I tried this format a week ago—looking “beyond the numbers” to what the data really means—and the feedback was good. So, here we go again.
Two moments mattered this week—one pretty good, all things considered, and the other bad, potentially very bad. Let’s start with the good one.
February Jobs Report: A Still Healthy Market
The jobs report came in on Friday, March 10, and it pretty much hit the sweet spot the Fed and markets have been looking for. The headline number was higher than expected, which could have been bad news, signaling more inflation ahead. But in the context of the rest of the report, the number was much softer, which is a good thing.
First, the headline number was in line with the previous trend, suggesting that last month’s report was an outlier and that job growth is still chugging along but not accelerating. This was further emphasized by a downward adjustment in last month’s figure.
Second, looking at the household survey, we see more signs of softening. Both the unemployment and underemployment numbers ticked up as the household job growth numbers came in much weaker than the establishment survey and the labor supply increased. In addition, the average weekly hours worked fell, which signals a significant overall drop in labor demand. Unsurprisingly, we also saw wage growth decline.
Combined, the weakening hourly labor demand, the decline in jobs reported by the household survey, the rise in the supply of workers, and the slowdown in wage growth are more than enough to offset the rise in the headline number.
Bottom line? This report suggests the labor market is still healthy but softening, which is good news for rates. Case in point: The yield on the 2-year and 10-year U.S. Treasury notes was down substantially on Friday. The data may even be soft enough to keep the Fed to a 25-basis-point increase at the next meeting. This is good news and a big change from where we were even a few days ago.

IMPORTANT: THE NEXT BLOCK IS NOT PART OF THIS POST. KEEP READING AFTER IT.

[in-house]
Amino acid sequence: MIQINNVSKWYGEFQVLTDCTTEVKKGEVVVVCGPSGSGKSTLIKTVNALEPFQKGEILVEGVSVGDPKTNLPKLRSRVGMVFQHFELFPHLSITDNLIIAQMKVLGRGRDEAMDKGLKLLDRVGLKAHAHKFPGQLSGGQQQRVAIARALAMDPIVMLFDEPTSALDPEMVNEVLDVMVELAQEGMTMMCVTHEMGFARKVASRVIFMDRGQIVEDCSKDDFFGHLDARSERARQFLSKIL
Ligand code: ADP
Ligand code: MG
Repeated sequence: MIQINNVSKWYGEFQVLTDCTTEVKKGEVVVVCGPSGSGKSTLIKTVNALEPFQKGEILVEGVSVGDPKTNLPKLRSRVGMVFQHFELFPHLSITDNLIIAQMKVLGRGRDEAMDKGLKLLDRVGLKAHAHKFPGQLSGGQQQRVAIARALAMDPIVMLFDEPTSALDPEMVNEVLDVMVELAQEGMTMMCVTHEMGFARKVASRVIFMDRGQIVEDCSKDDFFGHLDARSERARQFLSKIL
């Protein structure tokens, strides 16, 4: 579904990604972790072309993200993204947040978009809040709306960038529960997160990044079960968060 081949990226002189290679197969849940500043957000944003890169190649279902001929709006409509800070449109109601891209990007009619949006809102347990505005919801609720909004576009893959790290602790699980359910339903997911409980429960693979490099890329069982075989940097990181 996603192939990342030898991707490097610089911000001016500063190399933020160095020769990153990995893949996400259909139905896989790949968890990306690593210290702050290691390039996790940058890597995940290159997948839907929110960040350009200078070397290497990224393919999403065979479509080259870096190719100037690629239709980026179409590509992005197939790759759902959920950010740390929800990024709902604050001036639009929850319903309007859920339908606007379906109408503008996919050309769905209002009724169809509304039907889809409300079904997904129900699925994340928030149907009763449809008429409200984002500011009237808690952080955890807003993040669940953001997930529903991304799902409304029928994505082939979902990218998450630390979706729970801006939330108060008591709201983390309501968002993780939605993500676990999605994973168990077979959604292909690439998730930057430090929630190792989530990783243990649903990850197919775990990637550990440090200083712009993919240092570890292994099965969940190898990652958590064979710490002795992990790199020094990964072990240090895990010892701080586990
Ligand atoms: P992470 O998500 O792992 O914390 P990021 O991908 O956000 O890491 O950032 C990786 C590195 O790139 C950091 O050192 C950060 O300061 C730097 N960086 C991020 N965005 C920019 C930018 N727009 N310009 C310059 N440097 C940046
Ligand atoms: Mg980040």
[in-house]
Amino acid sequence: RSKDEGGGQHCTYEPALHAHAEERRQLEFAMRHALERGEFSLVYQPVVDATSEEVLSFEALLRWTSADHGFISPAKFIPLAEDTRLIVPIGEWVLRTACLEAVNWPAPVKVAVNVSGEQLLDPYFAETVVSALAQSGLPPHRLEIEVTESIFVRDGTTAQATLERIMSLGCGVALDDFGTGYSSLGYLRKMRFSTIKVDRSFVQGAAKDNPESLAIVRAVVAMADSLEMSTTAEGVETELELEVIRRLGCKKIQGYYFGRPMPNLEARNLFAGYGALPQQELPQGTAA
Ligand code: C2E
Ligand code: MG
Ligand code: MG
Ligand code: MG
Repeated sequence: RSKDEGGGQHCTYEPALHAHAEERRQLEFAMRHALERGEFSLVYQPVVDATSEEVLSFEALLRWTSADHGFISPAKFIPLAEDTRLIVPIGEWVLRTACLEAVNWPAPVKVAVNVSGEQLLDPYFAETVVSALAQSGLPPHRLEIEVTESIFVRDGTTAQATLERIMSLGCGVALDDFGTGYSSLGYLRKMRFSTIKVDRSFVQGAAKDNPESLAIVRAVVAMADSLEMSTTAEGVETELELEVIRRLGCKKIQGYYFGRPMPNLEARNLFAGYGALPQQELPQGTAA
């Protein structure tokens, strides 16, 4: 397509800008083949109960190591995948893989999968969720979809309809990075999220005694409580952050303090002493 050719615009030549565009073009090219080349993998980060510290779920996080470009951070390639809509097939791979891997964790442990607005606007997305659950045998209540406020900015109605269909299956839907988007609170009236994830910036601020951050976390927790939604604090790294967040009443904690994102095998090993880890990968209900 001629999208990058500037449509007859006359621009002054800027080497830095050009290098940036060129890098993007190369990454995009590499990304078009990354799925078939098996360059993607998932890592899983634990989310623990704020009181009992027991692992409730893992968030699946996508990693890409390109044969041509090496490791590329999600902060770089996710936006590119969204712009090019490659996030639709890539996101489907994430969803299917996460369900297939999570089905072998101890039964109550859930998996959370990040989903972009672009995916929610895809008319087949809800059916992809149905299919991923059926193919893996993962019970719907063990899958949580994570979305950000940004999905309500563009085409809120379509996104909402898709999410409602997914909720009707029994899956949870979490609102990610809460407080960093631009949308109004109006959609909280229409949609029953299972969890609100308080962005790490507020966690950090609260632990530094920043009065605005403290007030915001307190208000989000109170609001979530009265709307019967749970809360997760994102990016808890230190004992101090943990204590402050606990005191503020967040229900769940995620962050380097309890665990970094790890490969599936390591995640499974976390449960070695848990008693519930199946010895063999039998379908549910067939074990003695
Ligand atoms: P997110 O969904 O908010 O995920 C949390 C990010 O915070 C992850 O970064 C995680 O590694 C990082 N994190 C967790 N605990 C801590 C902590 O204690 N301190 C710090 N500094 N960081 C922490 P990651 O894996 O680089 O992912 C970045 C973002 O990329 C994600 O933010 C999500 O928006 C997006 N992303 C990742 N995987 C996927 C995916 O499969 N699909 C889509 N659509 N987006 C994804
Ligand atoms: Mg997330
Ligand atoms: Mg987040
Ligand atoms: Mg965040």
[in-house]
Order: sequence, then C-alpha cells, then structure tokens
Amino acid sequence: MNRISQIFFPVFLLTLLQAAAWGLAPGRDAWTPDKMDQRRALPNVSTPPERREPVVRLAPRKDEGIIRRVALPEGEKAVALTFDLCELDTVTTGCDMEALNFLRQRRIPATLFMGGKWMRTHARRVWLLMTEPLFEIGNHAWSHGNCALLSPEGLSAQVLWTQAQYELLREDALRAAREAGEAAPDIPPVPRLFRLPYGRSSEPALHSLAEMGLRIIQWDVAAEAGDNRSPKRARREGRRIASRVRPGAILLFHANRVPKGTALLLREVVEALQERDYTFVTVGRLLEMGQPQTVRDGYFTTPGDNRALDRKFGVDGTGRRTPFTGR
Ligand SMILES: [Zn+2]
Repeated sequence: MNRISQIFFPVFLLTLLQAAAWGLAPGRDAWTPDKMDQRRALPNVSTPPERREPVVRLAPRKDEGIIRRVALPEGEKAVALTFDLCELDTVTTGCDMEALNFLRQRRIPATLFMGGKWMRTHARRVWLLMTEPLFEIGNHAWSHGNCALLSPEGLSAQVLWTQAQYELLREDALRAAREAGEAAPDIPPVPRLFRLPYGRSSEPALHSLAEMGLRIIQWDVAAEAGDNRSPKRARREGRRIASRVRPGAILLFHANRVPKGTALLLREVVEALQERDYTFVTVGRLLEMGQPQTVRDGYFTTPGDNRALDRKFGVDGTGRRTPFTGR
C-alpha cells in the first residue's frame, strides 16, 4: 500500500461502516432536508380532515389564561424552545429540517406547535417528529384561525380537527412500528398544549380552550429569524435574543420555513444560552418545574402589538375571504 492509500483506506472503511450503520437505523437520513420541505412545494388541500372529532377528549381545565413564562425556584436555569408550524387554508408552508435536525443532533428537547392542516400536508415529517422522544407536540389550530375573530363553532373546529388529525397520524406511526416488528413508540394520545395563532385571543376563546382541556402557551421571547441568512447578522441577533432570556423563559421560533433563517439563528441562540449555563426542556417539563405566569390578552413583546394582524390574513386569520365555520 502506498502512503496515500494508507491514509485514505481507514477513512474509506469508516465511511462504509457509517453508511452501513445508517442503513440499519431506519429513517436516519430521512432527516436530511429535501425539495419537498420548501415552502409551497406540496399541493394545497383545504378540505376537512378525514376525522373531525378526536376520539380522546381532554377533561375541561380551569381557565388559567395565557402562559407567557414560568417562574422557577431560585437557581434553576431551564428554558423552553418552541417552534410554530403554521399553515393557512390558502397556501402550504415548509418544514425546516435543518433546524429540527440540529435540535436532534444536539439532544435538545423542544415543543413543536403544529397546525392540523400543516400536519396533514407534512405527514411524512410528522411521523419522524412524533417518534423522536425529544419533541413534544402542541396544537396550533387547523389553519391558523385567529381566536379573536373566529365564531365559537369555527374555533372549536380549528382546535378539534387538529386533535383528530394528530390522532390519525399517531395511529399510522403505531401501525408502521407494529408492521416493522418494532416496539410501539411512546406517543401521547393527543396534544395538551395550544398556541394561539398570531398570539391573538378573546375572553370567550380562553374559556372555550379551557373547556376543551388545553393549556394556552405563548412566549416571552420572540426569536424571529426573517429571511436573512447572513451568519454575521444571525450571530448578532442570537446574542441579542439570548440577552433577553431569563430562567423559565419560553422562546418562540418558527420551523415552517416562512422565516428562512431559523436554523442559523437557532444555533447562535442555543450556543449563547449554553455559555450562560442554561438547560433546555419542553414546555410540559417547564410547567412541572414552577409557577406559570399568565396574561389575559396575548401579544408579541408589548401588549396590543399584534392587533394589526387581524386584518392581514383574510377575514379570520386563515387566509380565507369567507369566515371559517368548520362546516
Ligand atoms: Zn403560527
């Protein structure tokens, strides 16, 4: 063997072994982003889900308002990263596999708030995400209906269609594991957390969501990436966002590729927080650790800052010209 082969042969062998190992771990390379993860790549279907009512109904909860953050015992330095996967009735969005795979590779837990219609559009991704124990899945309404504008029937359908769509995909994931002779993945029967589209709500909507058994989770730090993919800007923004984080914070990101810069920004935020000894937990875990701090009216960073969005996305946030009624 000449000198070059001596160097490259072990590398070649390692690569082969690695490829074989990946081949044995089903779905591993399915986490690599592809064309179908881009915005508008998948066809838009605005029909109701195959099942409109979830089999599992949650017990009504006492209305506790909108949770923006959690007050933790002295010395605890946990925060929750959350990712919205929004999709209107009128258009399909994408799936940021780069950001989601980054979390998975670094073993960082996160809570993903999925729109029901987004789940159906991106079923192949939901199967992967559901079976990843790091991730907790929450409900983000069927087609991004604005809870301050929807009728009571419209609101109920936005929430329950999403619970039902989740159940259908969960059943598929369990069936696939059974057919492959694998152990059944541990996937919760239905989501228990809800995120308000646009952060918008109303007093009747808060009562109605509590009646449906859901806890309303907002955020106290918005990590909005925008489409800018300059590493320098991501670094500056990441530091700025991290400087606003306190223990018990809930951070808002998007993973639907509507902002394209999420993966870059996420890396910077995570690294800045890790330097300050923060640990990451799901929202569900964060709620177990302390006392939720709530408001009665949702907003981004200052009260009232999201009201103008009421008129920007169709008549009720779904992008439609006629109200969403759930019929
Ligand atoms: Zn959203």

Silicon Valley Bank Closure: An Isolated Incident?
The bad news comes from the banking industry. Silicon Valley Bank, a major bank based in—wait for it—Silicon Valley, which caters to tech firms and startups, was forced to raise capital and was later closed by the FDIC.
The bank’s need for cash forced it to sell securities that had declined in value, creating an accounting loss that apparently made the bank insolvent. While this is a big deal on its own, the bigger question is whether it will extend to other banks. So far, that doesn’t appear likely. The U.S. banking system is, in general, very well capitalized, and SVB was hit hard by problems in the tech industry and by startups in particular.
This looks very much like an isolated incident, but we don’t really know yet. So far, the process has been working as expected, and there are no real signs of systemic risk. While there’s nothing to worry about yet, this is an indicator that financial risks are rising, so it bears watching, which I’ll be doing going forward.
Have a great weekend!